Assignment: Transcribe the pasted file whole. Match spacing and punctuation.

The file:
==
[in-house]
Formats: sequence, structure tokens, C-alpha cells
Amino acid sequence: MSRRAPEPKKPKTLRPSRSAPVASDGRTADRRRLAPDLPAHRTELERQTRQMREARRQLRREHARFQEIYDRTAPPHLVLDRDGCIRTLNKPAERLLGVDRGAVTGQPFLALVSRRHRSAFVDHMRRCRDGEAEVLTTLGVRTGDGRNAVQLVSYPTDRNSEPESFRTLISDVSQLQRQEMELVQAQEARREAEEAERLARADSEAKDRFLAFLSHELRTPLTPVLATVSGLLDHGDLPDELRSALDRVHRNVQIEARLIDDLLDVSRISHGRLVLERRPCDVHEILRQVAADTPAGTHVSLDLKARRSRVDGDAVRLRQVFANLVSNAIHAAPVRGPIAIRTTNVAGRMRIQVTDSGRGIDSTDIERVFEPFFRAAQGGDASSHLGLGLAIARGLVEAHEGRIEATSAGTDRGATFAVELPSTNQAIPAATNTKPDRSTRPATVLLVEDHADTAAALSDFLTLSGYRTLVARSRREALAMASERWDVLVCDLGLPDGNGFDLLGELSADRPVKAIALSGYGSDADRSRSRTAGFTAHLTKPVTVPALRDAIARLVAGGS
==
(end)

[in-house]
Formats: sequence, structure tokens, C-alpha cells
Amino acid sequence: MSRRAPEPKKPKTLRPSRSAPVASDGRTADRRRLAPDLPAHRTELERQTRQMREARRQLRREHARFQEIYDRTAPPHLVLDRDGCIRTLNKPAERLLGVDRGAVTGQPFLALVSRRHRSAFVDHMRRCRDGEAEVLTTLGVRTGDGRNAVQLVSYPTDRNSEPESFRTLISDVSQLQRQEMELVQAQEARREAEEAERLARADSEAKDRFLAFLSHELRTPLTPVLATVSGLLDHGDLPDELRSALDRVHRNVQIEARLIDDLLDVSRISHGRLVLERRPCDVHEILRQVAADTPAGTHVSLDLKARRSRVDGDAVRLRQVFANLVSNAIHAAPVRGPIAIRTTNVAGRMRIQVTDSGRGIDSTDIERVFEPFFRAAQGGDASSHLGLGLAIARGLVEAHEGRIEATSAGTDRGATFAVELPSTNQAIPAATNTKPDRSTRPATVLLVEDHADTAAALSDFLTLSGYRTLVARSRREALAMASERWDVLVCDLGLPDGNGFDLLGELSADRPVKAIALSGYGSDADRSRSRTAGFTAHLTKPVTVPALRDAIARLVAGGS